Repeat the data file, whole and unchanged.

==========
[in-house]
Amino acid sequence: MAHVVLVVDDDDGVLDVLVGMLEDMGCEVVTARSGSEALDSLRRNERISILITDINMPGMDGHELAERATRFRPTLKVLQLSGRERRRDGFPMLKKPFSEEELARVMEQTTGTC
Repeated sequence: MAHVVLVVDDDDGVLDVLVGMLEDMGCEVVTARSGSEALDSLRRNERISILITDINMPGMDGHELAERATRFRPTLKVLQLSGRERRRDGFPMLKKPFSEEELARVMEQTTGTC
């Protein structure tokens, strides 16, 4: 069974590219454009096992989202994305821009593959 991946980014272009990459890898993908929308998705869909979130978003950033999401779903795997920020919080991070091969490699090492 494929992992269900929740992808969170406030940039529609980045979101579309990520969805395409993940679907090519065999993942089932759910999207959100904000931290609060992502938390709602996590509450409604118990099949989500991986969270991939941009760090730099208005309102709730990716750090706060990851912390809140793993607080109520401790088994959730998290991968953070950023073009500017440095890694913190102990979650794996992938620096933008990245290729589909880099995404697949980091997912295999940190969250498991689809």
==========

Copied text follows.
[in-house]
Amino acid sequence: MAHVVLVVDDDDGVLDVLVGMLEDMGCEVVTARSGSEALDSLRRNERISILITDINMPGMDGHELAERATRFRPTLKVLQLSGRERRRDGFPMLKKPFSEEELARVMEQTTGTC
Repeated sequence: MAHVVLVVDDDDGVLDVLVGMLEDMGCEVVTARSGSEALDSLRRNERISILITDINMPGMDGHELAERATRFRPTLKVLQLSGRERRRDGFPMLKKPFSEEELARVMEQTTGTC
């Protein structure tokens, strides 16, 4: 069974590219454009096992989202994305821009593959 991946980014272009990459890898993908929308998705869909979130978003950033999401779903795997920020919080991070091969490699090492 494929992992269900929740992808969170406030940039529609980045979101579309990520969805395409993940679907090519065999993942089932759910999207959100904000931290609060992502938390709602996590509450409604118990099949989500991986969270991939941009760090730099208005309102709730990716750090706060990851912390809140793993607080109520401790088994959730998290991968953070950023073009500017440095890694913190102990979650794996992938620096933008990245290729589909880099995404697949980091997912295999940190969250498991689809």